Tuesday night was one of those nights that will go down in my memory. It was a “top of the world” kind of night. One of those nights where you will always remember where you were and what you were doing (I was drinking a Mexican beer in a Jacksonville Beach bar, watching the muted TV tuned to Fox News like a hawk).
Anyone who knows me, knows that I am a Barack Obama supporter, through and through.
It wasn’t always like this. My admiration for the President was earned throughout his first term.
Sorry, guys. I know you put up with my posts and tweets and buttons, and most of you supported Mitt Romney. Also a lot of you probably just want politics to go away. Once again, sorry. I won’t be offended if you delete me from your virtual social network. You can go ahead and sever that make-believe friendship bracelet now, I won’t mind.
This post is not meant to be silly mindless pro-Obama propaganda.
This post is meant to defend those who support him, and whom he supports.
I live in a conservative hot-spot. Jacksonville, Florida will always go red. It will always be close, but it will always (in my opinion) swing right. My friends are, by a very informal guesstimate, 87.9% conservative. I just made that number up, but it sounds about right. So you can imagine what my social media feed looked like at about 11:30 p.m. on Tuesday, November 6.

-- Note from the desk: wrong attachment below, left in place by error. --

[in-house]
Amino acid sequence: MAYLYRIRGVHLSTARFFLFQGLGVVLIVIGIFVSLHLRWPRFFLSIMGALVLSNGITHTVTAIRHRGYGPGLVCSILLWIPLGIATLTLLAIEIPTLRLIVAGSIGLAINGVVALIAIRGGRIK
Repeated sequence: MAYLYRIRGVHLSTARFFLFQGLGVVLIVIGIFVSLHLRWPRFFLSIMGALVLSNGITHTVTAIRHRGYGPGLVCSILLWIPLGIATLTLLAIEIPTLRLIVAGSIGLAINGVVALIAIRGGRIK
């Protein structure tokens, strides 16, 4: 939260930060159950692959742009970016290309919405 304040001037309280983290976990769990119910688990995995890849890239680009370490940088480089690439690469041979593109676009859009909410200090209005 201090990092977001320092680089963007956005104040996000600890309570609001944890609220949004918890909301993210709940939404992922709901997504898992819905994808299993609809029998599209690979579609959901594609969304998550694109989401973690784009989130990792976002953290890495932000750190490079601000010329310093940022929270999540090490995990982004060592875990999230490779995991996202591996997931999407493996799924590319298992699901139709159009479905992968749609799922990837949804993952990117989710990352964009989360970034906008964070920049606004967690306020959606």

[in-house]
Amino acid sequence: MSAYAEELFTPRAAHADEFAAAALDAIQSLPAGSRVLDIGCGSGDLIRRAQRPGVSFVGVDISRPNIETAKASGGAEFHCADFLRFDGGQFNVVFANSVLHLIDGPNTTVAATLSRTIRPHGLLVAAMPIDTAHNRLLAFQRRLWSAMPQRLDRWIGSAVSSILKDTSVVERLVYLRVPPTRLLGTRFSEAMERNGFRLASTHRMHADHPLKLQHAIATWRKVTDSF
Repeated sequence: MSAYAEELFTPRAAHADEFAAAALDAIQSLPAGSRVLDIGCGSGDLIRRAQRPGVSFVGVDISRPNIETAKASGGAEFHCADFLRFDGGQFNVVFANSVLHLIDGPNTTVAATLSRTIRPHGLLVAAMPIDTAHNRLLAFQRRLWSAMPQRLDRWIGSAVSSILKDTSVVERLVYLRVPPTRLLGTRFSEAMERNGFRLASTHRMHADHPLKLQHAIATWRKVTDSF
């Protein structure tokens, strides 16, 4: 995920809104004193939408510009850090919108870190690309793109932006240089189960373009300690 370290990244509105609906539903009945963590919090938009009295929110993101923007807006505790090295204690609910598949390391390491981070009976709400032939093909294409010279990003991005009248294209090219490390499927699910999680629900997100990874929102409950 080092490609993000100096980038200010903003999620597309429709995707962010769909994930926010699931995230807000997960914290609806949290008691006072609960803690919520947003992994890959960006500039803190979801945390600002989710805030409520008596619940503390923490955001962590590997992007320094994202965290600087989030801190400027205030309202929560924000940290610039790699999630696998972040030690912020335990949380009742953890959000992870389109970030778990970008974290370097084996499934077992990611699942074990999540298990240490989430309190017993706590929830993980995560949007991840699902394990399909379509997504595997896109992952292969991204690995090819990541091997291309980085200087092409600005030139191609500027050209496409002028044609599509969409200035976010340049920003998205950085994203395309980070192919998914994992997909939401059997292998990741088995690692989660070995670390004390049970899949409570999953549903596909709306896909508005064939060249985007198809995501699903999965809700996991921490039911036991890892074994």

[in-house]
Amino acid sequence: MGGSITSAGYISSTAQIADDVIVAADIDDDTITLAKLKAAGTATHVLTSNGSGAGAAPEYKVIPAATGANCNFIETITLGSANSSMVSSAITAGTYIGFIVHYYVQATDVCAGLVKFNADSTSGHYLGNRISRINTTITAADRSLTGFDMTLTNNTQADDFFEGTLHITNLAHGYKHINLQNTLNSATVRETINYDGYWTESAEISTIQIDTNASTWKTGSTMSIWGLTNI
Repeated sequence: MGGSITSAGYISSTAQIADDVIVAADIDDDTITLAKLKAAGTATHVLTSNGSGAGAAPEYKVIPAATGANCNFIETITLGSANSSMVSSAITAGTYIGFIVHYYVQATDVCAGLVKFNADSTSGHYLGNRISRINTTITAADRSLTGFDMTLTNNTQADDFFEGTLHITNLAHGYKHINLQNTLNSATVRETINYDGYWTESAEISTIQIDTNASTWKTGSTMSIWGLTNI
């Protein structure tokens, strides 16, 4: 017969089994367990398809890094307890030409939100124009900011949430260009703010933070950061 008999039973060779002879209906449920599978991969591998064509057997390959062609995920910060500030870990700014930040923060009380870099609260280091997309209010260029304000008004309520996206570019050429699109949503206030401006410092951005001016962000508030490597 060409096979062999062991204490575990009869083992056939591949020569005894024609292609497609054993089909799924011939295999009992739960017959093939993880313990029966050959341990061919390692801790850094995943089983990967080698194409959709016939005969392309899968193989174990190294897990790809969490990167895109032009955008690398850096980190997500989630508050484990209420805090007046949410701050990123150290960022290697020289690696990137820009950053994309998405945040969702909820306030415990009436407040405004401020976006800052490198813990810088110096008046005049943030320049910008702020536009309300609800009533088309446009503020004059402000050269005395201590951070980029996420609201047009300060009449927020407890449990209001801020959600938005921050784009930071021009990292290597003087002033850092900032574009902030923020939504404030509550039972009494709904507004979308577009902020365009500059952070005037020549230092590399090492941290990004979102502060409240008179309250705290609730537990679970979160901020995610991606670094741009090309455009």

I won’t quote any specifics here. A broad paraphrase of 87.9% of my social media feed said this:
People only voted for Barack Obama because they want welfare.
This post, I think, is going to be a hard animal to tame, because I’m already wanting to deviate from my original point and just turn this into one long liberal bitch-fest. But I am restraining myself and getting to my point.
Wednesday night, in the midst of completing a last-minute homework assignment, I became a cyber bully.
I am not proud.
It was a horrible, horrible combination of Bon Iver radio on Pandora, frustration at my assignment, and an attempt to escape with a Facebook break.
The straw that broke the camel’s, or should I say donkey’s, back was a status made by a friend about socialism. I made a quick comment, disputing the fundamental basis of this entire argument.
And then came the actual straw.
It came in the form of a comment by a girl that has long since deleted me, for which I do not blame her. Because when she told me:
“Why should millionaires, who work hard, have to work harder to pay to support lazy and unmotivated people?”
I. freaked. out.